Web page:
VDL plans to build hundreds of homes on Welschapsdijk, between the A2 and the Beatrix Canal. A remarkable step from the high-tech company, which normally invests in a different way.
Of course, Philips also did it in the early twentieth century: building homes for the company’s employees. Nevertheless, VDL’s announcement can be called remarkable. Brainport companies want to contribute to tackling the enormous housing shortage in the region, yet few of the companies have so far shown that they want to take up the gauntlet themselves. VDL is emphatically taking that step. Although the company also says that this is a first step.
“In 2019, the Van der Leegte family – not VDL – bought the golf course at Welschap. They now own 90 percent of it. Since then, the company and the family have been thinking about what could happen to the land,” says de Miel Timmers, spokesperson for the company.
Timmers cannot say why the family bought the site. “The opportunity arose then.” It was not the intention at the time to use the land to house companies, for example. “There was no such thing.”
Since the purchase, VDL has been busy negotiating with the parties involved. “The municipality of Eindhoven has been involved in this idea development from the start and asked us to present our ideas on Tuesday evening. This was done in the context of the broad development of the urban forest in Eindhoven Northwest, of which the Wielewaal, among other things, will also be part. We are also in talks with the Van Abbe Foundation and Trefpunt Groen about the possibilities of the area. We want to have everyone with us.”
VDL had already commissioned research into the possibilities. “After the purchase, we had an area atlas drawn up,” says Timmers. “The possibilities of the area were mapped out. It became clear that the ecology in the area and the biodiversity were in bad shape. A golf course may look green, but it is actually a kind of green asphalt – nothing is alive. The research also showed that the area has a lot of potential.”
But apart from the fact that VDL wants to make the area greener and more sustainable, the company also sees other possibilities for the Welschap. “It should be clear that there is a huge housing shortage in Eindhoven. We would like to contribute to the solution for this, so this is a first step. Of the 100 hectares covered by the area, we want to return 46 hectares to the public space. But you can’t even call it a plan, too much is still unclear for that. At the same time, I understand that the drawings evoke expectations.”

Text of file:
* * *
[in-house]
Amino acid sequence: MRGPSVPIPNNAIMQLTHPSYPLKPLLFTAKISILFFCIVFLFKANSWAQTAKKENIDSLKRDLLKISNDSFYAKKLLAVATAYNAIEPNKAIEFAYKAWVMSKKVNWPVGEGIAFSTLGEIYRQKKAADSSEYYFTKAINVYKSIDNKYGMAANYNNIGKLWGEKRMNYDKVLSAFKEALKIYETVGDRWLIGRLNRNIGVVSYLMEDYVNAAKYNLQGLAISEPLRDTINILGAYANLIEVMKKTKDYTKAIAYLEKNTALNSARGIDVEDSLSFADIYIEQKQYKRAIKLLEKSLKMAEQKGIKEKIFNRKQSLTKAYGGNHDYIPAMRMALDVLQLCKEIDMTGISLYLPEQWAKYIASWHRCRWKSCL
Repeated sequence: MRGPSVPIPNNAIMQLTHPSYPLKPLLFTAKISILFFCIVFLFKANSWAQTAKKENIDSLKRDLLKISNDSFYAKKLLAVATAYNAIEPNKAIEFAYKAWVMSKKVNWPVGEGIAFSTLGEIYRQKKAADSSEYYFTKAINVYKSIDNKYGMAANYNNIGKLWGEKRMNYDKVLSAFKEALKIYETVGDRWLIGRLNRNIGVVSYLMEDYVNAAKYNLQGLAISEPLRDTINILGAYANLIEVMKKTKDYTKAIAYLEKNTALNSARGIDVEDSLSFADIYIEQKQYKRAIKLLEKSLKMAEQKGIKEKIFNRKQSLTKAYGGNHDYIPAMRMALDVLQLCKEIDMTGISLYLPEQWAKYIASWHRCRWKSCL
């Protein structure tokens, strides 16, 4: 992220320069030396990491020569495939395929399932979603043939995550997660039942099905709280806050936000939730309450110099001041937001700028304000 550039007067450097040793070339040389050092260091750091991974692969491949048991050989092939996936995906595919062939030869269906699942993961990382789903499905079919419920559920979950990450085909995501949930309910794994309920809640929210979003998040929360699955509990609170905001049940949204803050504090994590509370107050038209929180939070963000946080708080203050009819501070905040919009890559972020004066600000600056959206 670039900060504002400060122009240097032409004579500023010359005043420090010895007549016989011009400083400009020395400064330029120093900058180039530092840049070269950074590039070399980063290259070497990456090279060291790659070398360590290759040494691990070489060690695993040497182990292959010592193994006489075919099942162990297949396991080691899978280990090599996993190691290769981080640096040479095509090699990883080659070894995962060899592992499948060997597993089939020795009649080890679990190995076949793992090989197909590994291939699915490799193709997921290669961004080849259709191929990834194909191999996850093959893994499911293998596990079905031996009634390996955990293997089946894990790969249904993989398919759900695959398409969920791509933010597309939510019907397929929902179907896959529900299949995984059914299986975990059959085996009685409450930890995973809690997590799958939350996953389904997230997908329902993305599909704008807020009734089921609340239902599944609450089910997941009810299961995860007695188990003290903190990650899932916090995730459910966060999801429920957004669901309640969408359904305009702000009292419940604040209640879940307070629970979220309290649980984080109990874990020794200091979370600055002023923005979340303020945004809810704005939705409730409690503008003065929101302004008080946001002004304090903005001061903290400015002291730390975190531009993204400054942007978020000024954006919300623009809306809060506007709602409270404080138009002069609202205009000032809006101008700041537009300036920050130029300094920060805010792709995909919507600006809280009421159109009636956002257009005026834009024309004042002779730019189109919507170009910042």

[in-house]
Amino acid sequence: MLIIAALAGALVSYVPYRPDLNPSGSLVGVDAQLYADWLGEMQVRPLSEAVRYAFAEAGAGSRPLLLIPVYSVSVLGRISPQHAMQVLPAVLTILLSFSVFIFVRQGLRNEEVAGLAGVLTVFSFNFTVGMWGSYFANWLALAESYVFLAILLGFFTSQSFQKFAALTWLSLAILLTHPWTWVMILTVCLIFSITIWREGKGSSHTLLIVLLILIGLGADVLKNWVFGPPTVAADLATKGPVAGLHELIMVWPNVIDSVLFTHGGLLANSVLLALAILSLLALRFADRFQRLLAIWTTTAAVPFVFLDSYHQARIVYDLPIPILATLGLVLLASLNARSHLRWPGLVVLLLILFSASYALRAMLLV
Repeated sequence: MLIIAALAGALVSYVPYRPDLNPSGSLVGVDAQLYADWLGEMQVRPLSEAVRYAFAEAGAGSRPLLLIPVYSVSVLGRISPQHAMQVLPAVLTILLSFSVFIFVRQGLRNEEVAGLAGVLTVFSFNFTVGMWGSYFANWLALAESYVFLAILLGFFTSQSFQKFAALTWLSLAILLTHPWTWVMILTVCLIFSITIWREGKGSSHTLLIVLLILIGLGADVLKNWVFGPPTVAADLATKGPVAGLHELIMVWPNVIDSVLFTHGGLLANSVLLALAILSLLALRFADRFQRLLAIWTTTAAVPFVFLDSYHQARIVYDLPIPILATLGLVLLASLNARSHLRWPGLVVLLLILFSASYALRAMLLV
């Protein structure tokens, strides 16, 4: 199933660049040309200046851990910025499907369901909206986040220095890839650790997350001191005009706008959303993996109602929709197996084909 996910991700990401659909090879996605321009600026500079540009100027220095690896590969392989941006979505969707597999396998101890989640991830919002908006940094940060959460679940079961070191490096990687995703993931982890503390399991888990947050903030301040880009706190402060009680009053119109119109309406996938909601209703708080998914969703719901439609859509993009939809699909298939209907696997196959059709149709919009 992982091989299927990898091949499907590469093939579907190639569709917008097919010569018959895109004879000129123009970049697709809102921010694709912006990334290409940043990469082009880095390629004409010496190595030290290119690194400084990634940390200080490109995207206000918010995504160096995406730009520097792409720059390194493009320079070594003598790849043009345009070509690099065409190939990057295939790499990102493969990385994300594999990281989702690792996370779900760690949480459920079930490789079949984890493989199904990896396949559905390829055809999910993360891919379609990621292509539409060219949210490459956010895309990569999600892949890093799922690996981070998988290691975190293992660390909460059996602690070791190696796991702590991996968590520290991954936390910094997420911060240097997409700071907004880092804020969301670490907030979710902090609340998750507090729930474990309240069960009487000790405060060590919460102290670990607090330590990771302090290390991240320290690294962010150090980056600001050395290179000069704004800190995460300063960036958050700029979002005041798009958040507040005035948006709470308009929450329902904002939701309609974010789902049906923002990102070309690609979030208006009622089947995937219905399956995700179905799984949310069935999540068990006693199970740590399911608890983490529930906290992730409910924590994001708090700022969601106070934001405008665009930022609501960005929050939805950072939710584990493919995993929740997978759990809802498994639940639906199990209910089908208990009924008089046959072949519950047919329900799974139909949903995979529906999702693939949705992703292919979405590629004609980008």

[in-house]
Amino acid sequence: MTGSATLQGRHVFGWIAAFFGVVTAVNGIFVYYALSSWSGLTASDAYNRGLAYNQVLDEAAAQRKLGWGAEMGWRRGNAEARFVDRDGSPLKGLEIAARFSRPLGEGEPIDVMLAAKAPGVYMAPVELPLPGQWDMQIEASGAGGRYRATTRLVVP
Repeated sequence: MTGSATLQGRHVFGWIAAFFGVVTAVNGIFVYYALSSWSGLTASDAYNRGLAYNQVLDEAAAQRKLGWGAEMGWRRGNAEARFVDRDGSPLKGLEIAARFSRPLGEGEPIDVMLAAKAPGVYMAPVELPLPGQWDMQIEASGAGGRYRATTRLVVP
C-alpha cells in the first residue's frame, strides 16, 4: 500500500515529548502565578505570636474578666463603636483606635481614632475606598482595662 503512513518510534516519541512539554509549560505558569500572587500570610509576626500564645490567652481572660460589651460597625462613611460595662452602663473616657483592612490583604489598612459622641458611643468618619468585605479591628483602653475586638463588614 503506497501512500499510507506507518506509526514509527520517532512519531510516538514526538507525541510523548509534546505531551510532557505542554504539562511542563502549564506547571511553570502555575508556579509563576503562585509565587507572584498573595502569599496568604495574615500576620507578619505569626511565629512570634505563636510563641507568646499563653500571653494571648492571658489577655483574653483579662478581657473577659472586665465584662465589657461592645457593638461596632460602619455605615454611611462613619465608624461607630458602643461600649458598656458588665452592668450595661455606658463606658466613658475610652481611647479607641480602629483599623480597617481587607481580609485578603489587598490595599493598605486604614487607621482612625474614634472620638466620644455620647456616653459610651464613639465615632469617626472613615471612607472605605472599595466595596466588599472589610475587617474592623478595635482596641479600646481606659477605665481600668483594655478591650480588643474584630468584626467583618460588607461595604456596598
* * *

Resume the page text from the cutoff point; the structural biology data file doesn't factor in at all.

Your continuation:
It shouldn’t be very surprising that this remarkable project comes from VDL. Because the family business is not listed on the stock exchange, it has less to take into account the wishes of shareholders who do not necessarily have much ties to the region.
“I cannot say to what extent other companies have opportunities to start such initiatives,” says VDL spokesman Miel Timmers. “But it is true that we are a family business, and that means we can switch quickly. That certainly helps us when approaching such a project. On the other hand, a company like ASML also does a lot while that company is listed on the stock exchange.”
It is still much too early for more clarity about rents, target groups, a timeline, says Timmers. “For a timeline you really have to contact the municipality of Eindhoven, because the area is part of the redevelopment of the city park.”
“In addition, we do want to build affordable homes, whether that will be social rent or mid-market rent? Really no idea. We do want to have a nice mix of different target groups in the project. That is also the reason that we will not sell the land or any new construction, but will rent it out ourselves. So that there is room for everyone, from expats and students to VDL employees, you name it.”
It is not yet clear when the next step in the development will be taken. “But when the city council is ready, we are ready to take the next step,” says Timmers.
For Eindhoven News: Lila Mehrez